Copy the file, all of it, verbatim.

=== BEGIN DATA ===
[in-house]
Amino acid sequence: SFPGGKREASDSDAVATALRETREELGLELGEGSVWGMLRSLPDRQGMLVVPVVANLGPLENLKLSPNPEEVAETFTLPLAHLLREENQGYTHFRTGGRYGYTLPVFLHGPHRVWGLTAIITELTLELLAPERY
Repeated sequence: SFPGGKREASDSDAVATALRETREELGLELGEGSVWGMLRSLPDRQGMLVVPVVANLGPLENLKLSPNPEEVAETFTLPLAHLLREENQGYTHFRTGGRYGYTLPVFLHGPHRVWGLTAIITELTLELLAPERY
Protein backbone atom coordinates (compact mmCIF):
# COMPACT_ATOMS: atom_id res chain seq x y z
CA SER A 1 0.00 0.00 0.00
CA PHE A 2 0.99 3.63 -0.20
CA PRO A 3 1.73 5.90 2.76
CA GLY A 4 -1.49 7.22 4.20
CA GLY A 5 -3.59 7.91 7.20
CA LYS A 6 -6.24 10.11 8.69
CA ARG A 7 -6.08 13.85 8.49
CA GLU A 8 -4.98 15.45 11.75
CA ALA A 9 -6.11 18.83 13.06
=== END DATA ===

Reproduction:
[in-house]
Amino acid sequence: SFPGGKREASDSDAVATALRETREELGLELGEGSVWGMLRSLPDRQGMLVVPVVANLGPLENLKLSPNPEEVAETFTLPLAHLLREENQGYTHFRTGGRYGYTLPVFLHGPHRVWGLTAIITELTLELLAPERY
Repeated sequence: SFPGGKREASDSDAVATALRETREELGLELGEGSVWGMLRSLPDRQGMLVVPVVANLGPLENLKLSPNPEEVAETFTLPLAHLLREENQGYTHFRTGGRYGYTLPVFLHGPHRVWGLTAIITELTLELLAPERY
Protein backbone atom coordinates (compact mmCIF):
# COMPACT_ATOMS: atom_id res chain seq x y z
CA SER A 1 0.00 0.00 0.00
CA PHE A 2 0.99 3.63 -0.20
CA PRO A 3 1.73 5.90 2.76
CA GLY A 4 -1.49 7.22 4.20
CA GLY A 5 -3.59 7.91 7.20
CA LYS A 6 -6.24 10.11 8.69
CA ARG A 7 -6.08 13.85 8.49
CA GLU A 8 -4.98 15.45 11.75
CA ALA A 9 -6.11 18.83 13.06